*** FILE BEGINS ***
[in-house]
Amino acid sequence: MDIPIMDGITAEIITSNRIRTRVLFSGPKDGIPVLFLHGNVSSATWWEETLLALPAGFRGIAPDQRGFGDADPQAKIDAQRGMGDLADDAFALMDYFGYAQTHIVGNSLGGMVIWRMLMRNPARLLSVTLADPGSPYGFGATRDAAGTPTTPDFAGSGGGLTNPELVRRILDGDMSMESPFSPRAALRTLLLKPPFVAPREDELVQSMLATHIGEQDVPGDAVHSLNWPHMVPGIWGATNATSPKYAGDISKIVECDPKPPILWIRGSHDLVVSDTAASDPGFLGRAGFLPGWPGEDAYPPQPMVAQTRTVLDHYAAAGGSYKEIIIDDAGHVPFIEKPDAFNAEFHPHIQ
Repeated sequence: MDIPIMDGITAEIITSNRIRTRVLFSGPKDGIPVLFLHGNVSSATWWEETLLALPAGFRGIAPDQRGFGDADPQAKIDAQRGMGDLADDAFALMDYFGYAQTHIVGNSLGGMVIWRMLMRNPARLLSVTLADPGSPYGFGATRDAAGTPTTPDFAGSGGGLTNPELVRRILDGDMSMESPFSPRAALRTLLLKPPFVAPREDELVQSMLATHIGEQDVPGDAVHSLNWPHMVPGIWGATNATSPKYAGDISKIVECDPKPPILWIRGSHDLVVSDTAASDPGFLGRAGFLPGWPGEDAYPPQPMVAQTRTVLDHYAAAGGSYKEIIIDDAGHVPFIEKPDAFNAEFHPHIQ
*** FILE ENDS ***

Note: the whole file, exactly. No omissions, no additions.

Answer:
[in-house]
Amino acid sequence: MDIPIMDGITAEIITSNRIRTRVLFSGPKDGIPVLFLHGNVSSATWWEETLLALPAGFRGIAPDQRGFGDADPQAKIDAQRGMGDLADDAFALMDYFGYAQTHIVGNSLGGMVIWRMLMRNPARLLSVTLADPGSPYGFGATRDAAGTPTTPDFAGSGGGLTNPELVRRILDGDMSMESPFSPRAALRTLLLKPPFVAPREDELVQSMLATHIGEQDVPGDAVHSLNWPHMVPGIWGATNATSPKYAGDISKIVECDPKPPILWIRGSHDLVVSDTAASDPGFLGRAGFLPGWPGEDAYPPQPMVAQTRTVLDHYAAAGGSYKEIIIDDAGHVPFIEKPDAFNAEFHPHIQ
Repeated sequence: MDIPIMDGITAEIITSNRIRTRVLFSGPKDGIPVLFLHGNVSSATWWEETLLALPAGFRGIAPDQRGFGDADPQAKIDAQRGMGDLADDAFALMDYFGYAQTHIVGNSLGGMVIWRMLMRNPARLLSVTLADPGSPYGFGATRDAAGTPTTPDFAGSGGGLTNPELVRRILDGDMSMESPFSPRAALRTLLLKPPFVAPREDELVQSMLATHIGEQDVPGDAVHSLNWPHMVPGIWGATNATSPKYAGDISKIVECDPKPPILWIRGSHDLVVSDTAASDPGFLGRAGFLPGWPGEDAYPPQPMVAQTRTVLDHYAAAGGSYKEIIIDDAGHVPFIEKPDAFNAEFHPHIQ